Honeypot ant repletes (Camponotus inflatus) hanging from the roof a hive tunnel

Honeypot ants are found in six or seven genera of seasonal ants located in Africa, Australia, Melanesia, and North America. The ants function as living granaries/reservoirs. They find an underground location deep in the hive and use their own bodies as storehouses to protect the hive from drought and famine. As soon as they develop from larvae, the specialized honeypot ants transform into grapelike spheroids capable of ballooning to many time the size of normal ants. During the rainy season, when food is plentiful, worker ants stuff the honeypot ants to the edge of bursting with prey and provender. These living warehouses can store liquids, body fat, and water for long periods in their grotesquely distended abdomens. When the dry season hits and resources become scarce, worker ants stroke the antennae of the honeypot ants and the latter to disgorge their precious stores of liquids and nutrients.

image credit: lonelyplanetimages.com

image credit: lonelyplanetimages.com

Living deep underground, honeypot ants are seldom seen by people. They were first documented in 1881 by Henry Christopher McCook (a civil war chaplain, polymath, and entomological pioneer). Yet hunter gatherers have known of them since time immemorial. The strange grapelike ants are regarded as a unique delicacy to Australia’s indigenous people who have worked the strange bulbous ants into stories of the dreamtime—the ancient magical creation of the world. Of course the world is not finished and the dreamtime is still ongoing and honeypot ants are out there, engorged in the darkness, doing their part. We just never see them.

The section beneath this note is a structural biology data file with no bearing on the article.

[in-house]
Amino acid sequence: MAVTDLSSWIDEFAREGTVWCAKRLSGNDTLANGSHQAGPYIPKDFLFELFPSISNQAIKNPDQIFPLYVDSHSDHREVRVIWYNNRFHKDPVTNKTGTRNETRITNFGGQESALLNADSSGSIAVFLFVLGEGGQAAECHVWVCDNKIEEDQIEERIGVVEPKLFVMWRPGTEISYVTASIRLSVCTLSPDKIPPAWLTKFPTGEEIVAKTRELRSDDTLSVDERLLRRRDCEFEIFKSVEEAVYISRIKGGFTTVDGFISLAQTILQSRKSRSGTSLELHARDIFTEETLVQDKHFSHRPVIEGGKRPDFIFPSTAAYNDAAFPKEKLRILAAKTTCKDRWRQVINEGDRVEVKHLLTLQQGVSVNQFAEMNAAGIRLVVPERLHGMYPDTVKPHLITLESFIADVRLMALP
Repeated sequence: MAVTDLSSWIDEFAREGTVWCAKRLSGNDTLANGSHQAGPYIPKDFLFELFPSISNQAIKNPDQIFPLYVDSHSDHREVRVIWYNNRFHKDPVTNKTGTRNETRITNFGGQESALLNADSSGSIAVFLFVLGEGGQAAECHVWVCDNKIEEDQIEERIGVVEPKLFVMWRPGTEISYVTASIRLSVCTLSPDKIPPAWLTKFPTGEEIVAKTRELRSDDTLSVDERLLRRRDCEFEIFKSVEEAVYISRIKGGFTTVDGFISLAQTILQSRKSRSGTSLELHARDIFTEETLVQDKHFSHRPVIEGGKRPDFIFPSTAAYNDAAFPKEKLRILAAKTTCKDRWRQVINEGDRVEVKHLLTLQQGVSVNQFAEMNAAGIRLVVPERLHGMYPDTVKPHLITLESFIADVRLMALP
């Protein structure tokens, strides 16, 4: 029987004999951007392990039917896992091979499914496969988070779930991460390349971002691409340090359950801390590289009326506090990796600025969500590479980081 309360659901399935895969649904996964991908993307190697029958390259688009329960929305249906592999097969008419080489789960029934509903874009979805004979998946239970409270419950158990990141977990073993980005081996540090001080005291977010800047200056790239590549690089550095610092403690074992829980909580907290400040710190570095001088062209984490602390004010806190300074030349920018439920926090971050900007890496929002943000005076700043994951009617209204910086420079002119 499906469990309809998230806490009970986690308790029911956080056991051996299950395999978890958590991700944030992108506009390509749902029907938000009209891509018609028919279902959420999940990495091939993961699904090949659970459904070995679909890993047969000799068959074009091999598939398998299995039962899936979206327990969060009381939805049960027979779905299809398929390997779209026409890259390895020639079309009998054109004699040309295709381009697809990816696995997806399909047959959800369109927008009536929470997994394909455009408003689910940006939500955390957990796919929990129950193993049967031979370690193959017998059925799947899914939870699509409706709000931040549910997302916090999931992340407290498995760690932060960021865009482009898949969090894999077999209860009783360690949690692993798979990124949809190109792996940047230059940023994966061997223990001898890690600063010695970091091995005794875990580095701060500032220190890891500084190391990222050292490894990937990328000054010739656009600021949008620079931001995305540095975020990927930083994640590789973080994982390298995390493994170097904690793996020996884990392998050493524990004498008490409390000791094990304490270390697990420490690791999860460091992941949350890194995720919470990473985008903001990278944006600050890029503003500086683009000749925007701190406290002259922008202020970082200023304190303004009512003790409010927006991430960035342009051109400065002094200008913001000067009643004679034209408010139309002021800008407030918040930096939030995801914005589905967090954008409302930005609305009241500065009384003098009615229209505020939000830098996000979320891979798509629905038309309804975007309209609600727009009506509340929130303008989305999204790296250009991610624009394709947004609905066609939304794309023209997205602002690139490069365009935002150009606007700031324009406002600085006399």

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When I went to Washington every summer as a child, I always visited the National Museum of Natural History, an organization which I still wholeheartedly love.  Every year I was fascinated by the tableau above, a (real) human skeleton struggling with a recalcitrant skeletal goat.  This curious sculpture commemorates the domestication of the first farm animals. According to the best available archaeological and genetic evidence the first creature to fall under human agricultural sway was indeed Capra aegagrus hircus, the goat.*

Wild Goats, Capra aegagrus

To quote K. Kris Hirst, “Archaeological data suggest two distinct places of domestication: the Euphrates river valley at Nevali Çori, Turkey (11,000 bp), and the Zagros Mountains of Iran at Ganj Dareh (10,000).”  Genetic evidence has confirmed that modern domestic goats descend from the Anatolian bezoar ibex, Capra aegagrus.  The bezoar ibex, or wild goat, lives in flocks of 50 or so individuals (although flocks can become much larger and range up to 500 if conditions are right).  It ranges in size from 150 to 300 pounds and can live up to 25 years on just about any sort of vegetation.  It goes without saying that wild goats are clever, strong, and nimble (and have long sharp horns jutting from their thick skulls).